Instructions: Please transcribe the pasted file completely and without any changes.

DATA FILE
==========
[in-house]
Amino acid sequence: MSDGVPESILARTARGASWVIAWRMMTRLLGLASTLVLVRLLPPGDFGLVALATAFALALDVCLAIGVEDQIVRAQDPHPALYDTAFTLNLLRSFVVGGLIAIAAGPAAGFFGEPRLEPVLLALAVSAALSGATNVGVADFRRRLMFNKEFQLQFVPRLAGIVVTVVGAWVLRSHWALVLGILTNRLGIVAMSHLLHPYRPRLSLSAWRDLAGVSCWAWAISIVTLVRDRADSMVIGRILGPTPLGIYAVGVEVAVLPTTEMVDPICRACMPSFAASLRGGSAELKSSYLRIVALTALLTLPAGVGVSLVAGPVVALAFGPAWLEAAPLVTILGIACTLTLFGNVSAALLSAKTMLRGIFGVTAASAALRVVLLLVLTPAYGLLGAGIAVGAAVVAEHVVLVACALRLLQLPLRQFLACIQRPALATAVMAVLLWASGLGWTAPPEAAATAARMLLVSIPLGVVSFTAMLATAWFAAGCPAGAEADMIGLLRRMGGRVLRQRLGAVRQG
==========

[in-house]
Amino acid sequence: MSDGVPESILARTARGASWVIAWRMMTRLLGLASTLVLVRLLPPGDFGLVALATAFALALDVCLAIGVEDQIVRAQDPHPALYDTAFTLNLLRSFVVGGLIAIAAGPAAGFFGEPRLEPVLLALAVSAALSGATNVGVADFRRRLMFNKEFQLQFVPRLAGIVVTVVGAWVLRSHWALVLGILTNRLGIVAMSHLLHPYRPRLSLSAWRDLAGVSCWAWAISIVTLVRDRADSMVIGRILGPTPLGIYAVGVEVAVLPTTEMVDPICRACMPSFAASLRGGSAELKSSYLRIVALTALLTLPAGVGVSLVAGPVVALAFGPAWLEAAPLVTILGIACTLTLFGNVSAALLSAKTMLRGIFGVTAASAALRVVLLLVLTPAYGLLGAGIAVGAAVVAEHVVLVACALRLLQLPLRQFLACIQRPALATAVMAVLLWASGLGWTAPPEAAATAARMLLVSIPLGVVSFTAMLATAWFAAGCPAGAEADMIGLLRRMGGRVLRQRLGAVRQG